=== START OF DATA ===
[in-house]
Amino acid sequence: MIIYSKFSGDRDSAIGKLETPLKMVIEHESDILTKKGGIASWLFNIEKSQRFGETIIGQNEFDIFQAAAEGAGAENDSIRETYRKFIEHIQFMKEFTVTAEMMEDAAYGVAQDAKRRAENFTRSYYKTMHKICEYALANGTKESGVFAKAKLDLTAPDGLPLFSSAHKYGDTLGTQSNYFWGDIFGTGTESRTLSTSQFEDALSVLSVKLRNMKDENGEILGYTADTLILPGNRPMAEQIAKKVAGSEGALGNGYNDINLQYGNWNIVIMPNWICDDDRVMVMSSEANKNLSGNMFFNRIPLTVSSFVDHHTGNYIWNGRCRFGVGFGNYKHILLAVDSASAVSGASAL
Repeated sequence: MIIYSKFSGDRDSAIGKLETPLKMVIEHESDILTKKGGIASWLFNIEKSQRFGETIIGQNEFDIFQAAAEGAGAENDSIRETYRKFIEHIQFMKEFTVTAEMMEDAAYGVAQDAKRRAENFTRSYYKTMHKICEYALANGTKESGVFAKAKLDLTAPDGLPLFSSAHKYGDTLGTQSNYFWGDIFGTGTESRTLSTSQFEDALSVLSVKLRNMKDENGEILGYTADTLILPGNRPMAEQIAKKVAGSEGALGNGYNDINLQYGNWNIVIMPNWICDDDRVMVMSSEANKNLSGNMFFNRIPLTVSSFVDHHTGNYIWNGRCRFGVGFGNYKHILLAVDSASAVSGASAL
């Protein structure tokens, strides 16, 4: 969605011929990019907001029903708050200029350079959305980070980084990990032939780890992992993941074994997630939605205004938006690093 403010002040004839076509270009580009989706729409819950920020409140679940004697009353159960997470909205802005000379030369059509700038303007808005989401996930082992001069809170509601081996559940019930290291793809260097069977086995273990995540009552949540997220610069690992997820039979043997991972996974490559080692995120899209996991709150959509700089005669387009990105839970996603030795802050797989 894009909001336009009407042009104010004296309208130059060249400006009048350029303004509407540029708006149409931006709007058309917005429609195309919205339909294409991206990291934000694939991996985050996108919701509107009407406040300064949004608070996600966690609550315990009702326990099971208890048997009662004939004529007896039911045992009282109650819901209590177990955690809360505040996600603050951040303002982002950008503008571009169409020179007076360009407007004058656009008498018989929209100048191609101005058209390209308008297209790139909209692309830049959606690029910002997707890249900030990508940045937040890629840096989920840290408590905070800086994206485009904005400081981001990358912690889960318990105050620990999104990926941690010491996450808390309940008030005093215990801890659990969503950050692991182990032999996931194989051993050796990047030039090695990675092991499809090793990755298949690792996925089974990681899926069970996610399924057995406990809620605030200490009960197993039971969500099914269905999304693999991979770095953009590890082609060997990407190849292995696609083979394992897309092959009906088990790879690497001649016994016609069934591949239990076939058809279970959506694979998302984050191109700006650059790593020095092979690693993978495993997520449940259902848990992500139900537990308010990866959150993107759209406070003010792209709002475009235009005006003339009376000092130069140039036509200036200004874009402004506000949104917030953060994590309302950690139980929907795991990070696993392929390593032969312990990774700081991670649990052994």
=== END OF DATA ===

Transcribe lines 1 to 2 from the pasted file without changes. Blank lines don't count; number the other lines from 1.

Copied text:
[in-house]
Amino acid sequence: MIIYSKFSGDRDSAIGKLETPLKMVIEHESDILTKKGGIASWLFNIEKSQRFGETIIGQNEFDIFQAAAEGAGAENDSIRETYRKFIEHIQFMKEFTVTAEMMEDAAYGVAQDAKRRAENFTRSYYKTMHKICEYALANGTKESGVFAKAKLDLTAPDGLPLFSSAHKYGDTLGTQSNYFWGDIFGTGTESRTLSTSQFEDALSVLSVKLRNMKDENGEILGYTADTLILPGNRPMAEQIAKKVAGSEGALGNGYNDINLQYGNWNIVIMPNWICDDDRVMVMSSEANKNLSGNMFFNRIPLTVSSFVDHHTGNYIWNGRCRFGVGFGNYKHILLAVDSASAVSGASAL